a picture of hong kong amidst the COVID pandemic with a crowd with masks on
Image: Unsplash

Pandemics and the pursuit of equality

I first heard about Covid-19 whilst heading back home on a bus from an outing with friends. A push notification on the BBC News app noted that cases of a novel respiratory disease had cropped up in Wuhan. As something of a hypochondriac myself, I felt a slight pang of anxiety, but on the whole, I was unfazed – I quickly popped my phone back in my pocket and went about the rest of my day. Little did I know at the time how the pandemic would radically reshape the globe – leaving millions of deaths in its wake and plunging our lives into disarray.

Throughout the pandemic period, I lived in Hong Kong – a city which, for a while, was left comparatively unscathed by Covid. The city was a major hotspot for the SARS epidemic in 2002–2003, with the respiratory disease infecting nearly 1,800 Hongkongers and killing roughly 300. The experience left Hongkongers perpetually wary of respiratory illnesses, with actions such as wearing masks when ill becoming a commonplace habit – even for diseases as mild as the common cold. As such, Hong Kong was better prepared than many other cities to tackle Covid-19 when it arrived – with robust action by both the government and residents keeping case counts low initially. This was until a botched vaccine rollout led case counts to surge in 2022 as the Omicron variant swept through the city.

Hong Kong’s effective initial response to Covid-19 meant that, in some respects, we had it better than those in many other countries. Never did I experience a lockdown as those in the UK did, for example. However, the pandemic meant that, like many others, the bulk of my final two years at secondary school were online. The lack of in-person contact with my peers, something that I had previously taken for granted, undeniably made me more isolated and lonely, taking a sledgehammer to my physical and mental health.

That being said, the last thing I want is for this piece to be a laundry list of my complaints about my own experiences. As someone from an affluent background, I had the fortune of being able to live through the pandemic in a spacious home, with high-quality broadband and a computer device on which I could conduct online learning. The same couldn’t be said for many students from lower-income backgrounds – many of whom were caged in cramped ‘subdivided’ flats due to Hong Kong’s housing crisis and lacked access to decent Wi-Fi and devices to the point that they had to attend online classes using their mobile phones.

The pandemic also highlighted the extent to which many of Hong Kong’s residents are essentially relegated to second-class status, being subjected to perpetual exploitation and mistreatment

The pandemic also highlighted the extent to which many of Hong Kong’s residents are essentially relegated to second-class status, being subjected to perpetual exploitation and mistreatment. Many of the city’s more affluent households rely on foreign domestic helpers, workers from abroad who conduct domestic responsibilities such as cleaning work. Even prior to the pandemic, they faced unfair working conditions and wages – many experienced repeated abuse by employers, and the minimum wage for domestic helpers (HK$4,870 a month, or roughly £495) is even lower than the paltry one that other workers in Hong Kong receive. Unlike other Hong Kong residents, domestic helpers are unable to apply for permanent residency after having lived in the city for seven years, and they are legally obliged to live with their employers, which often results in them being subject to abjectly poor living conditions – many domestic helpers have reported having to sleep in kitchens, or even bathrooms.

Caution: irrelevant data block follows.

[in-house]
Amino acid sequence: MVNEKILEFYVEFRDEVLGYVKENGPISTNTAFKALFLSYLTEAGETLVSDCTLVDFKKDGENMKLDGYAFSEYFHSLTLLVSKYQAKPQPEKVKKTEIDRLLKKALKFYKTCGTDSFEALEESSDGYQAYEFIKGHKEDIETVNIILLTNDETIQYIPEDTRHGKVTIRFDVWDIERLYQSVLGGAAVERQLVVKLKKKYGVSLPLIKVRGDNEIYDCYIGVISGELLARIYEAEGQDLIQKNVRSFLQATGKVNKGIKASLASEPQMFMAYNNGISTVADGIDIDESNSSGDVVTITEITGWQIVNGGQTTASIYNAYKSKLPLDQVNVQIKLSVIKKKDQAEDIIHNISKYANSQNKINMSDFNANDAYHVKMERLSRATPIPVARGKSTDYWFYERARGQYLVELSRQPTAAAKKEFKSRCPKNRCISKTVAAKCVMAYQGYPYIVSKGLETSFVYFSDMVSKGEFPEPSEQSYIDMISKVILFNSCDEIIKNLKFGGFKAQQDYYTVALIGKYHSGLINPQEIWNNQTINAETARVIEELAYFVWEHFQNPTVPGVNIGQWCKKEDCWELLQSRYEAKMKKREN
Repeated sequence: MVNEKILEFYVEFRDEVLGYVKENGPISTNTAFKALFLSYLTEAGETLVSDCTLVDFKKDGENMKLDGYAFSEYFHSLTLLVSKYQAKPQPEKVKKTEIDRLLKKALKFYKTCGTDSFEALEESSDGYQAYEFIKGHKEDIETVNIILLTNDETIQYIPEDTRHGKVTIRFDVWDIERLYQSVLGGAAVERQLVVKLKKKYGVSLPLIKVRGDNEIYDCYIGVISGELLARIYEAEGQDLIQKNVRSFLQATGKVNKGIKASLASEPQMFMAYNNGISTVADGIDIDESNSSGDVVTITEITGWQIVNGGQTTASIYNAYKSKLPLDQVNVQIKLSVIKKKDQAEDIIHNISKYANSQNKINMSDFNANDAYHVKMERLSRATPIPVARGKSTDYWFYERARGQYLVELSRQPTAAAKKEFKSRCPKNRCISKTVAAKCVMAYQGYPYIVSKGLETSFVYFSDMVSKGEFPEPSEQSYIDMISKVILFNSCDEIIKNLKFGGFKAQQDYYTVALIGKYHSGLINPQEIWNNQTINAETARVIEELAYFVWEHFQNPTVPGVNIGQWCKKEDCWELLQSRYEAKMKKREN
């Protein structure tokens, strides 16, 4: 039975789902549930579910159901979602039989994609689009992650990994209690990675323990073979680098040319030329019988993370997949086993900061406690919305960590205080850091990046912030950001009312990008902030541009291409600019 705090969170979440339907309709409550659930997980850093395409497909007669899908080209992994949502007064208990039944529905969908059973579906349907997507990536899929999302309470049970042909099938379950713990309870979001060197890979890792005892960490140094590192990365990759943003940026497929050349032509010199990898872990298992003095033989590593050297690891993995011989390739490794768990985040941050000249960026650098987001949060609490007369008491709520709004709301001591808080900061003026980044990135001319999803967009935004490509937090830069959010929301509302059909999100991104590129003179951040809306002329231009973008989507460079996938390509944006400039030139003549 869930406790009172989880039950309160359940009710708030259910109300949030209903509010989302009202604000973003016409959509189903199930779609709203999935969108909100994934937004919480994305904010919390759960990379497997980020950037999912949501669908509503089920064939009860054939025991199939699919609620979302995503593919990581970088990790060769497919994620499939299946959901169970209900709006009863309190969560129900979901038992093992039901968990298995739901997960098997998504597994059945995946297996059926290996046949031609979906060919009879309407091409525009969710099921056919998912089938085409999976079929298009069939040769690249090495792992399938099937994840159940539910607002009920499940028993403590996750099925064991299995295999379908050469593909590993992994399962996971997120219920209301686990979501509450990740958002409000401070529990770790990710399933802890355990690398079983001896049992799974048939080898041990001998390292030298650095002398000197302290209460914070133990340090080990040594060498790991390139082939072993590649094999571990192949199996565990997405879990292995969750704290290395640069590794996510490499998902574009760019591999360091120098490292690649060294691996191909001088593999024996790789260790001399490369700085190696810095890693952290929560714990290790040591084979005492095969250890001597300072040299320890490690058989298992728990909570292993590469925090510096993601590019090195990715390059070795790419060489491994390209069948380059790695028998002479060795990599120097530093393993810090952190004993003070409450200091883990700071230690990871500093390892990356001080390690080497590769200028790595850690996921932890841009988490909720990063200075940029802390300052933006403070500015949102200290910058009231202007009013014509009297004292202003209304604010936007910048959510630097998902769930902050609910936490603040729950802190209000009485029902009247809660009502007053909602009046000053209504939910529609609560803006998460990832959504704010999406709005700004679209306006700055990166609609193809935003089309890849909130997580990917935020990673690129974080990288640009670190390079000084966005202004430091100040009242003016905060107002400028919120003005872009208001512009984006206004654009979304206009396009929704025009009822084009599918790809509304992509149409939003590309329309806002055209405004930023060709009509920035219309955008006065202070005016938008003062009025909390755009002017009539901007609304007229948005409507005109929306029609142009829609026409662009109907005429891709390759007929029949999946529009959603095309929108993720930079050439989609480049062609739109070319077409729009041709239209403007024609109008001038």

This mistreatment was amplified during the pandemic. Reports abounded of domestic helpers being barred from leaving their employers’ houses on their days off, and many were left without shelter and medical insurance after being fired by employers simply for contracting Covid-19. They were also excluded from receiving ‘consumption vouchers’ – stimulus checks aimed at bolstering Hong Kong’s economy – further augmenting the precarity they had already been subject to prior to the pandemic.

Behind the façade of the rose-tinted ‘we’re all in this together’ rhetoric that marked much of the discourse surrounding Covid-19 globally, Hong Kong’s experience exemplifies the ground reality: a world brimming with inequality – disparities that the pandemic laid bare.

During 2024’s Warwick Economic Summit (WES2024), a global campaign was kickstarted with the goal of engaging the youth in sharing their experiences with the Covid-19 pandemic as well as to promote discussions about the WHO’s proposed pandemic accord. As WHO Director-General, Dr. Tedros Adhanom Ghebreyesus, noted during his address at WES2024, health disparities extend well beyond national boundaries, having dramatic implications on a global scale. Dramatic inequalities between countries in regard to healthcare access and pandemic preparedness will leave countless numbers of people dangerously exposed when the next ‘Disease X’ rolls around. Global efforts to move towards healthcare equality and facilitate cross-country information sharing, such as the WHO’s proposed pandemic accord, will play a crucial part in protecting billions of people across the world from future pandemics. It is a moral obligation on all our parts to promote these initiatives and work across countries to protect humanity from disease, because, as Dr. Ghebreyesus himself noted: “Pathogens have no regard for the lines humans draw on maps.”

Anyone interested in sharing their experiences can participate by using the hashtags #AreWeReady and #PandemicAccord when posting on social media.


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